“It’s grown because patients are pushing for it,” she said.
Some navigators, like Hankins, have the medical expertise from their days in nursing to help patients make sense of the things their doctor are saying and doing. Others are trained as lay navigators — the kind that only cater to the emotional support needs of a cancer patient.
But for Hankins, one of the things that makes what she does so special is the flexibility she has with how she can care for patients. In addition to always being available on call, Hankins can continue supporting a patient even after their treatment takes them away from Piedmont Newton.
When that happens, Hankins can connect the patient to another navigator in another hospital while still, herself, staying in close contact with that patient, providing sort of a “double team” effect.
Beyond the day-to-day interactions with patients, Hankins also finds joy in helping run the Hope Boutique, housed within Piedmont Newton. Hope was started a little over a decade ago by radiology director Lisa McWilliams and Kay Goff, a cancer survivor. The boutique provides wigs, clothing and prosthetics to cancer patients who otherwise can’t afford them.
It wasn’t long after Hankins connected with the boutique that she helped lead it to expand its reach.
“More and more, one of the things I was seeing as a navigator were women needing gas money to get back and forth to appointments,” Hankins said. “They were being forced to make a choice of, ‘Should I pay my co-pay or get gas for my car? Should I fill my prescription or buy groceries for my family?’”
Hankins helped lead the effort to provide funds for cancer patients who needed help with paying mortgages, rent and utilities. Gas and grocery cards were provided, and Hope Boutique was even able to come to the rescue of those who needed cellphone minutes.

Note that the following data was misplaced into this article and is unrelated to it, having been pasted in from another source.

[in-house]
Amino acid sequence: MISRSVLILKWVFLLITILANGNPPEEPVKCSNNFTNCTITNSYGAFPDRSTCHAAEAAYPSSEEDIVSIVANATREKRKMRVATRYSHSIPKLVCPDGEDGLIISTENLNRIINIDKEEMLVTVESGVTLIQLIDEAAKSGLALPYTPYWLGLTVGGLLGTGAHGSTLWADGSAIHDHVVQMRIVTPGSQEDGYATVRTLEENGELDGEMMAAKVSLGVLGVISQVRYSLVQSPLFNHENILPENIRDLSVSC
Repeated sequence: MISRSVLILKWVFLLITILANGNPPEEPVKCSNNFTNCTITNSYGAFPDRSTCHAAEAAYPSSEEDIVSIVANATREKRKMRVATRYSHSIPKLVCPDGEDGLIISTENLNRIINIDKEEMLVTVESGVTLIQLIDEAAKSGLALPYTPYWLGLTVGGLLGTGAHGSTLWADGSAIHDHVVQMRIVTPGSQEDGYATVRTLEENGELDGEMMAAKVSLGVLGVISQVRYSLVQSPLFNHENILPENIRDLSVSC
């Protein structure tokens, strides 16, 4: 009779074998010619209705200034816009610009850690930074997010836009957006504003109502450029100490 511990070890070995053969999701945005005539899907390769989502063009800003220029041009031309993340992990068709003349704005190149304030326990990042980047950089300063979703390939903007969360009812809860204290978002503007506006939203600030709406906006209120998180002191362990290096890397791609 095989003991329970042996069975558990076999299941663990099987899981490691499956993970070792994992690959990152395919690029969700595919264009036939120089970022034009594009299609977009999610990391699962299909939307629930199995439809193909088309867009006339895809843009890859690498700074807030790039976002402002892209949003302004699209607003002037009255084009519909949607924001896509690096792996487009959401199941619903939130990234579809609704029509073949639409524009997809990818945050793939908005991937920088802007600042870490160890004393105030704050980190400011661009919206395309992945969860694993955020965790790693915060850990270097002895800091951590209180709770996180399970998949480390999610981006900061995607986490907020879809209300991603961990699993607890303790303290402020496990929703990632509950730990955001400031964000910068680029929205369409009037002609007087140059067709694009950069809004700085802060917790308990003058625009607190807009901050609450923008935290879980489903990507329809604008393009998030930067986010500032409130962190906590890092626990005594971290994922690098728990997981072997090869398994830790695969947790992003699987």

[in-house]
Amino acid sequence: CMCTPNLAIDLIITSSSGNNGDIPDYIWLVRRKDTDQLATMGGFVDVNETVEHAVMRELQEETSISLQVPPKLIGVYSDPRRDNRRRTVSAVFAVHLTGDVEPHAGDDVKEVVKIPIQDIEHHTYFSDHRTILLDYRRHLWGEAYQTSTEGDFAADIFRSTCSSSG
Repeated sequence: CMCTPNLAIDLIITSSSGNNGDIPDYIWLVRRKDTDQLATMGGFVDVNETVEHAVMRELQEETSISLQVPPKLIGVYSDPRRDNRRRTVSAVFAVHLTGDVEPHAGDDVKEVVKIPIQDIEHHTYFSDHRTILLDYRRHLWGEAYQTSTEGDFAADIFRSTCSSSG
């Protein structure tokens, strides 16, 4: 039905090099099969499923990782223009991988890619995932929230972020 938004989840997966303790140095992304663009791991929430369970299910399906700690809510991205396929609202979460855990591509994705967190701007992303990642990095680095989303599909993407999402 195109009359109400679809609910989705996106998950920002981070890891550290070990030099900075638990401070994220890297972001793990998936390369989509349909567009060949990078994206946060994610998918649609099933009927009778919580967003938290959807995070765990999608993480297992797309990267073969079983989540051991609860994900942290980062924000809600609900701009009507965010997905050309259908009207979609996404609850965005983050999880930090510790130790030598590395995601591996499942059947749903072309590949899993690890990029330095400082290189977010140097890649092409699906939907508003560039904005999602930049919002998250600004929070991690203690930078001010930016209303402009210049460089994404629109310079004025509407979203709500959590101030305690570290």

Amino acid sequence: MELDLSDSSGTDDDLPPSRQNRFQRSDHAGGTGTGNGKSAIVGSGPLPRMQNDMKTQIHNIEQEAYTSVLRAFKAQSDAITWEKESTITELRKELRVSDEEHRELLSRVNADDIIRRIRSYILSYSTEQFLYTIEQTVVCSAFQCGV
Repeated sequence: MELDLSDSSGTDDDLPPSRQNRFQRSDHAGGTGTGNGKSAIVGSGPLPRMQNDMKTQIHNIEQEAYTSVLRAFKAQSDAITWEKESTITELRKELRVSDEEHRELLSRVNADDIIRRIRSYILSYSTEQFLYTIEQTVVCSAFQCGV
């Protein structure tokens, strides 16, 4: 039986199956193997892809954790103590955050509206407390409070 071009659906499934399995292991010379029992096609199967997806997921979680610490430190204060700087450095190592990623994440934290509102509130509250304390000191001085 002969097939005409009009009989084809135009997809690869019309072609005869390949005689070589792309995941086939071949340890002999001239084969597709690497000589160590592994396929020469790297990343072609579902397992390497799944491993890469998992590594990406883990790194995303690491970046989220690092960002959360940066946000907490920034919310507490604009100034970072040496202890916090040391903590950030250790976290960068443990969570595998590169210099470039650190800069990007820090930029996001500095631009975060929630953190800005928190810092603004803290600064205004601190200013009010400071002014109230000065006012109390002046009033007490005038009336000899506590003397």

“At first I thought cellphone minutes was a bit of a frivolous concern,” she recalled, “until I encountered a patient who asked for cellphone minutes because she was homeless at the time, and the only way she could communicate with her doctors was by that cellphone. It was literally a life line for her. So in those ways, it’s nice to see the reach of Hope Boutique expand.”
Although Hankins finds much fulfillment in her current role, she acknowledges it isn’t without its struggles. She says the most consistently difficult parts of her job involve having to help break the news to a patient with cancer. But it’s almost immediately replaced by her sense of duty to help them get through that initial shock and know that cancer doesn’t have to be the feared death sentence it once was.
“After they hear the diagnosis, I always lead into my talks with them by letting them know we’re going to develop a plan and some processes and steps to get them on the road to treatment,” she said. “I tell them they’ll have to make some pretty big decisions fairly quickly, but that we’ll always do it together. We’ll get them through it.”
Hankins said what gets her through is her faith in God, as well as the memory of walking with her own husband who went through his own bout with a long-term illness.
“He’s ok now,” she said. “But at the time, it was overwhelming. My mom and mother-in-law were nurses, so I had those resources, but it was still overwhelming to see how it changes every aspect of your life, your children’s lives. Just everyone. I remember that, and can’t imagine having to go through that alone, so that motivates me to keep coming back to this day after day.”
Hankins’ heart extends also to those who may not have cancer, but need to remain vigilant regarding their health.
“Get your screenings. Your mammograms, prostate exams, lung screenings, heart screenings,” she says. “They can truly save your life.”
But the one thing she says she wants people — whether current or potential patients — to know most is her availability is not a cliche.
“I’m always here. Anytime, day or night. Things don’t always happen between 9 and 5,” she said. “And please know, you’re not a bother to me. I can’t help if I don’t know there’s a need, so don’t cheat me out of helping you. Anyone who makes a cancer patient feel like they’re a bother, well, that person needs to find different care.”